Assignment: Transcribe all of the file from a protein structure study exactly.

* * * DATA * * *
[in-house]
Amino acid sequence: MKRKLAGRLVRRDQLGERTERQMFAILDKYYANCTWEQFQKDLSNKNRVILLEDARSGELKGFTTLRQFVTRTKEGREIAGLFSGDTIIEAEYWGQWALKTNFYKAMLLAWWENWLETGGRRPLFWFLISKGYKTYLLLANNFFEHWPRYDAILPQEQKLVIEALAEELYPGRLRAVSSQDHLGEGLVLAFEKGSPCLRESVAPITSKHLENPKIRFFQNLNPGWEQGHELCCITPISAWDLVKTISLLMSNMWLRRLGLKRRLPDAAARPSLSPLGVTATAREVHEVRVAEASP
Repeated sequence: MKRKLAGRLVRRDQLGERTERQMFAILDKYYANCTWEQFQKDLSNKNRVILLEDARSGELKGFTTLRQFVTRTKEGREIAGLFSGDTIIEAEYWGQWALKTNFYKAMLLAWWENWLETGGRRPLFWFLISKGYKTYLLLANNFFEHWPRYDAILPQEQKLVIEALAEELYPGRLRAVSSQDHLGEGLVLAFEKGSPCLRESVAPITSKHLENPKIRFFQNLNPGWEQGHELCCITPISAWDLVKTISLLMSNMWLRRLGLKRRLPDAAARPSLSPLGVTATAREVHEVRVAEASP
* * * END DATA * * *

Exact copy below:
[in-house]
Amino acid sequence: MKRKLAGRLVRRDQLGERTERQMFAILDKYYANCTWEQFQKDLSNKNRVILLEDARSGELKGFTTLRQFVTRTKEGREIAGLFSGDTIIEAEYWGQWALKTNFYKAMLLAWWENWLETGGRRPLFWFLISKGYKTYLLLANNFFEHWPRYDAILPQEQKLVIEALAEELYPGRLRAVSSQDHLGEGLVLAFEKGSPCLRESVAPITSKHLENPKIRFFQNLNPGWEQGHELCCITPISAWDLVKTISLLMSNMWLRRLGLKRRLPDAAARPSLSPLGVTATAREVHEVRVAEASP
Repeated sequence: MKRKLAGRLVRRDQLGERTERQMFAILDKYYANCTWEQFQKDLSNKNRVILLEDARSGELKGFTTLRQFVTRTKEGREIAGLFSGDTIIEAEYWGQWALKTNFYKAMLLAWWENWLETGGRRPLFWFLISKGYKTYLLLANNFFEHWPRYDAILPQEQKLVIEALAEELYPGRLRAVSSQDHLGEGLVLAFEKGSPCLRESVAPITSKHLENPKIRFFQNLNPGWEQGHELCCITPISAWDLVKTISLLMSNMWLRRLGLKRRLPDAAARPSLSPLGVTATAREVHEVRVAEASP